Action

Action Synopsis: Bird Conservation About Actions

Provide supplementary food for wildfowl to increase adult survival

How is the evidence assessed?
  • Effectiveness
    14%
  • Certainty
    15%
  • Harms
    0%

Source countries

Key messages

  • Two studies from Canada and Northern Ireland found that five species of wildfowl readily consumed supplementary food (grains and seeds).
  • Only the Canadian study assessed the physiological effects of feeding, and found that fed birds were heavier and had larger hearts or flight muscles or had more body fat than controls

 

About key messages

Key messages provide a descriptive index to studies we have found that test this intervention.

Studies are not directly comparable or of equal value. When making decisions based on this evidence, you should consider factors such as study size, study design, reported metrics and relevance of the study to your situation, rather than simply counting the number of studies that support a particular interpretation.

Supporting evidence from individual studies

  1. A randomised, replicated and controlled trial at Karrak Lake in Northwest Territories, Canada, (Gloutney et al. 1999) found that female lesser snow geese Chen caerulescens caerulescens and Ross’s geese C. rossii used supplementary food to different extents during incubation and showed different physiological responses to food. However, both males and females of both species were either heavier, had heavier hearts, more body fat or larger flight muscles when fed, compared to unfed controls. Differences were apparent both after laying and at the end of incubation. Between 250 g and 400 g of cracked and whole corn, durum wheat or shelled rice was provided each day.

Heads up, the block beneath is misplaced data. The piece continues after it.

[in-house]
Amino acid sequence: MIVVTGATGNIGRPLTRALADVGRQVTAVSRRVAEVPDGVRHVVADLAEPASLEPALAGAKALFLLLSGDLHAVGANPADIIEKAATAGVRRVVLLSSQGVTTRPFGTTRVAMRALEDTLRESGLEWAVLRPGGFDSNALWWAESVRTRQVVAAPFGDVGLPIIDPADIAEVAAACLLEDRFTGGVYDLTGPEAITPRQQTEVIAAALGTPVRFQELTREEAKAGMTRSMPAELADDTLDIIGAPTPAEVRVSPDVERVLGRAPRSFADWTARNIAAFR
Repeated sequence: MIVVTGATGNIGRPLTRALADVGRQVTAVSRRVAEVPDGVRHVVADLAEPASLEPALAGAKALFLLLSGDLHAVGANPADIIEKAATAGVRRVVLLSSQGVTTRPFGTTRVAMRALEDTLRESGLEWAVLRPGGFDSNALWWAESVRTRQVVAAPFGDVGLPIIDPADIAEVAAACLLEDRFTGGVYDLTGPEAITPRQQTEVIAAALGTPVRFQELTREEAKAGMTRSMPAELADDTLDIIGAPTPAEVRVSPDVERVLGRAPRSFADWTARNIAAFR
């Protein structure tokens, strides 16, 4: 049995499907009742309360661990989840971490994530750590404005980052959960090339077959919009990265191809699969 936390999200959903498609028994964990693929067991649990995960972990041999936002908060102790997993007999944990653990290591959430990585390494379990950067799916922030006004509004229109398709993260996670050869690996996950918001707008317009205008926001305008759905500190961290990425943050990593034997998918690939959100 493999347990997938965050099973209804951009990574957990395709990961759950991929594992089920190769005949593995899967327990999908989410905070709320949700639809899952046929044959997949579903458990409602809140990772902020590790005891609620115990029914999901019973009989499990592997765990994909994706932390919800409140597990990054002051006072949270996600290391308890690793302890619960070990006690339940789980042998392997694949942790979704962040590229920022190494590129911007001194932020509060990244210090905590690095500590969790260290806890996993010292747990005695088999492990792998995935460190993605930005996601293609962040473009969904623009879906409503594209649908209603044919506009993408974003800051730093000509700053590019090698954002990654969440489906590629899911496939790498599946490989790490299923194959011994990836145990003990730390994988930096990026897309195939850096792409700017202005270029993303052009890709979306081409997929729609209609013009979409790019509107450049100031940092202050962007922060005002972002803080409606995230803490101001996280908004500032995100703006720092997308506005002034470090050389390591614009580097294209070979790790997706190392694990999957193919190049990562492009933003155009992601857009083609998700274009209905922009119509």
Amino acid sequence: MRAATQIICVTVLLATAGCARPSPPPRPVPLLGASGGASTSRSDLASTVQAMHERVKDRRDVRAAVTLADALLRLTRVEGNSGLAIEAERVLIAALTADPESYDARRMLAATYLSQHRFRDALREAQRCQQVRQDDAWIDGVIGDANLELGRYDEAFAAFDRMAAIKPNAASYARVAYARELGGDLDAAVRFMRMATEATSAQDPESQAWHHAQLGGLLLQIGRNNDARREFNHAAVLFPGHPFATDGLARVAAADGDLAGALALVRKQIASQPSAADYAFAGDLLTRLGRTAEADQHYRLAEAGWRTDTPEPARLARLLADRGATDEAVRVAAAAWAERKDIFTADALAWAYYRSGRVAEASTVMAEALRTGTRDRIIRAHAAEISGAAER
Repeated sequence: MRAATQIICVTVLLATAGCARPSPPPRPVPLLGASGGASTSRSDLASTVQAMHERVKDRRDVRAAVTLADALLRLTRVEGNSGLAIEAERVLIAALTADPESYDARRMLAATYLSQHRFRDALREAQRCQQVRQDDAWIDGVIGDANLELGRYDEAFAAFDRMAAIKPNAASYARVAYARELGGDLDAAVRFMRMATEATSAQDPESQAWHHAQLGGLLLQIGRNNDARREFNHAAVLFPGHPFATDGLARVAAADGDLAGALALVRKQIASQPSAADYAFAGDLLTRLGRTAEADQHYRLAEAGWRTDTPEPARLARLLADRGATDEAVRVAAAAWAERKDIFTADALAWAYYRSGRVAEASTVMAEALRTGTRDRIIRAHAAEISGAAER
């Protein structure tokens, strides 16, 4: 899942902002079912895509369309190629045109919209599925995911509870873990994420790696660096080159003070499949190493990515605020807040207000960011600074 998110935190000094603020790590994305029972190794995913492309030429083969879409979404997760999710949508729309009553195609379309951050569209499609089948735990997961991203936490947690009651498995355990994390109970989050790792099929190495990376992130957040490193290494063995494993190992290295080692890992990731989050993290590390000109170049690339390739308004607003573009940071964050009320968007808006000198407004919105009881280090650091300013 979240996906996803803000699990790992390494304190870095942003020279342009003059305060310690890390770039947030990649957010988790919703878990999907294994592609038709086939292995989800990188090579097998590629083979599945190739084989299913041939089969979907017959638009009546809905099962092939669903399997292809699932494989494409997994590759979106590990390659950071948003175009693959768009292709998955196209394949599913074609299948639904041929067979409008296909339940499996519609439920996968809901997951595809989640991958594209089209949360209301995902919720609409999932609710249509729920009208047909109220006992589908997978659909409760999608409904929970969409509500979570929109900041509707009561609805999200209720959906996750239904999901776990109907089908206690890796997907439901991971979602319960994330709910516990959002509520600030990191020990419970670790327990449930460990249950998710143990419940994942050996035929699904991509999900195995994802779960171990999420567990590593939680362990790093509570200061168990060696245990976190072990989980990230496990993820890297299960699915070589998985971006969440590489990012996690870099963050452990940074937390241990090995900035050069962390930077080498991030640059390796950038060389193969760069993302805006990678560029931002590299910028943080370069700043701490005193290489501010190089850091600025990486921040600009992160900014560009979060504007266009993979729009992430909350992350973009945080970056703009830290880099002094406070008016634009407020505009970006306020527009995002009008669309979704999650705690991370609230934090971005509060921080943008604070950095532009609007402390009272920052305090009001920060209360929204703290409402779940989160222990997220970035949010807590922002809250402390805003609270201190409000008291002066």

Study and other actions tested
  2. A study in a wetland reserve in Northern Ireland (McGeehan 2005) found that mallards Anas platyrhynchos were attracted to, and ate, ‘Wildbird Mix’ seeds provided. However, they dominated and excluded other species, so the mix was replaced with white millet seed. This was too small for mallard to eat, and so other species such as wigeon A. penelope and teal A. crecca were able to feed. The reaction of waders to the same feeding activity is discussed in ‘Provide supplementary food to increase adult survival – Waders’.

    Study and other actions tested
Please cite as:

Williams, D.R., Child, M.F., Dicks, L.V., Ockendon, N., Pople, R.G., Showler, D.A., Walsh, J.C., zu Ermgassen, E.K.H.J. & Sutherland, W.J. (2019) Bird Conservation. Pages 141-290 in: W.J. Sutherland, L.V. Dicks, N. Ockendon, S.O. Petrovan & R.K. Smith (eds) What Works in Conservation 2019. Open Book Publishers, Cambridge, UK.

 

Where has this evidence come from?

List of journals searched by synopsis

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Bird Conservation

This Action forms part of the Action Synopsis:

Bird Conservation

What Works in Conservation

What Works in Conservation provides expert assessments of the effectiveness of actions, based on summarised evidence, in synopses. Subjects covered so far include amphibians, birds, terrestrial mammals, forests, peatland and control of freshwater invasive species. More are in progress.

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